Red Pine - Pinus resinosa
Red pine is an important timber and pulp tree in Ontario. This conifer has needles in bunches of two, similar to Jack Pine and the non-native Scots pine. The needles are easily identifiable because they are very long (10-16cm) and brittle – if you bend a needle it will snap in half! Many songbirds love the seeds of the red pine, which drop every fall, as do squirrels, mice, and chipmunks. Red pine is often used for windbreaks, as its deep roots help it to hold on in strong winds.
Red pine is Ontario’s only native pine with bunches of two very long needles. Photo by Chris Earley.
Red pine bark has a reddish tinge with broad scales. Photo by Chris Earley.
Red Pine cones. Photo by Chris Earley.
Ontario Tree Atlas map of non-planted Red Pine. 1995-1999.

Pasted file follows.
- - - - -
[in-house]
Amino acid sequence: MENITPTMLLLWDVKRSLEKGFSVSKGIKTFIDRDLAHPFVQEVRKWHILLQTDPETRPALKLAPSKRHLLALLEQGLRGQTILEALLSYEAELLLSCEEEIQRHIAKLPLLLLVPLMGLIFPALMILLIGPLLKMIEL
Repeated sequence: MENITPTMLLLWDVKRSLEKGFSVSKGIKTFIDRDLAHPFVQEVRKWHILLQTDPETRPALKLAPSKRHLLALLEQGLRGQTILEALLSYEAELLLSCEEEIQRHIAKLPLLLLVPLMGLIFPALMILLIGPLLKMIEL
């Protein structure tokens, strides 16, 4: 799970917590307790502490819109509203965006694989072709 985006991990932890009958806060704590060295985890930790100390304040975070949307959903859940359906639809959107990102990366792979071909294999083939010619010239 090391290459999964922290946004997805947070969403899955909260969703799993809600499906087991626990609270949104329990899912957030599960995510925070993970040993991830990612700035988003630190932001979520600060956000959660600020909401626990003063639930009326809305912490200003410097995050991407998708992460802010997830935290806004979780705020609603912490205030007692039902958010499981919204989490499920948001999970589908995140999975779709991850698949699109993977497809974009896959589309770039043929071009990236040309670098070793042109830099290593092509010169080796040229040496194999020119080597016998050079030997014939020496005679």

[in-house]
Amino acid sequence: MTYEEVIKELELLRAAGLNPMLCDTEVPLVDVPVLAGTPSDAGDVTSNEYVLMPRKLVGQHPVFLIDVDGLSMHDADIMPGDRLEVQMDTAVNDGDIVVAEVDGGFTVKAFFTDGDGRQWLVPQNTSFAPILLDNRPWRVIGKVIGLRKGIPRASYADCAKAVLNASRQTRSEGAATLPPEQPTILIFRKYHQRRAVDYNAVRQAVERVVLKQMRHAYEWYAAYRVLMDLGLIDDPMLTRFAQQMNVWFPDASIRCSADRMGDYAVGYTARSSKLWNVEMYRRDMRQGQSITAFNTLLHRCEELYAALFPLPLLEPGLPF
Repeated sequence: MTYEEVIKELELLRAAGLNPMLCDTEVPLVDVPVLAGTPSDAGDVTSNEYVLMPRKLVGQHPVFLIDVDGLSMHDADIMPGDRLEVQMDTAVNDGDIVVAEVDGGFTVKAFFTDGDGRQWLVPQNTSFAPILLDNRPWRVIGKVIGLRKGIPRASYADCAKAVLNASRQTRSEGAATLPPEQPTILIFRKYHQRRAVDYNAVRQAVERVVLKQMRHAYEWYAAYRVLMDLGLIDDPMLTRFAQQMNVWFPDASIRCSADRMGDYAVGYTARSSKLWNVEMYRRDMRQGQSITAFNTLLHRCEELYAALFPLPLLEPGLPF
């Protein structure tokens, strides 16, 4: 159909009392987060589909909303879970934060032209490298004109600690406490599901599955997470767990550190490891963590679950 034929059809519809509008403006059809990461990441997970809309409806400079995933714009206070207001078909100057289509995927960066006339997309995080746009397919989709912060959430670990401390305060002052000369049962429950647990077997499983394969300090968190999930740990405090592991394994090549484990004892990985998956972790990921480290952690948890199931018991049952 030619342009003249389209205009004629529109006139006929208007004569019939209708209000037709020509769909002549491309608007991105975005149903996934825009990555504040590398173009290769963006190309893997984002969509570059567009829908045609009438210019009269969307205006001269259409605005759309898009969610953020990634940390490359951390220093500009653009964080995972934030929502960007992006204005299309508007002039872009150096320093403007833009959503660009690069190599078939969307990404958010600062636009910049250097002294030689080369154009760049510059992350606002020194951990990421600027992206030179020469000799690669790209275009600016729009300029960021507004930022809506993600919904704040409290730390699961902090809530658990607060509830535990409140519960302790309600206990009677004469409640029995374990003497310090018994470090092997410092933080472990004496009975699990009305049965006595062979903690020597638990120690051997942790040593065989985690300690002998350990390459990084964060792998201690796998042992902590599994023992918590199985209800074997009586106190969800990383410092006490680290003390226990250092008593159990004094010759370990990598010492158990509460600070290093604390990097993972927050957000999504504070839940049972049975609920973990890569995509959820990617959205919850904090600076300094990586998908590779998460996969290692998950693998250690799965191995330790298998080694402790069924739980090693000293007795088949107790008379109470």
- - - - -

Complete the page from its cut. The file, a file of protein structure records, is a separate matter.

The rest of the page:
Farrar, J.L.. 1995. Trees in Canada. Fitzhenry & Whiteside Ltd. Toronto. ON. 504 pp.
Kershaw, L. 2001. Trees in Ontario: Including tall shrubs. Lone Pine Publishing. Edmonton. AB. 240 pp
Muma, W. 2011. Ontario Trees and Shrubs. [Online] Available: www.ontariotrees.com
OMNR, 2011. Ontario Ministry of Natural Resources: Ontario Tree Atlas. [Online] Available: http://www.mnr.gov.on.ca/en/Business/ClimateChange/2ColumnSubPage/267027.html
OMNR, 2008. Ontario’s Biodiversity: Species at Risk.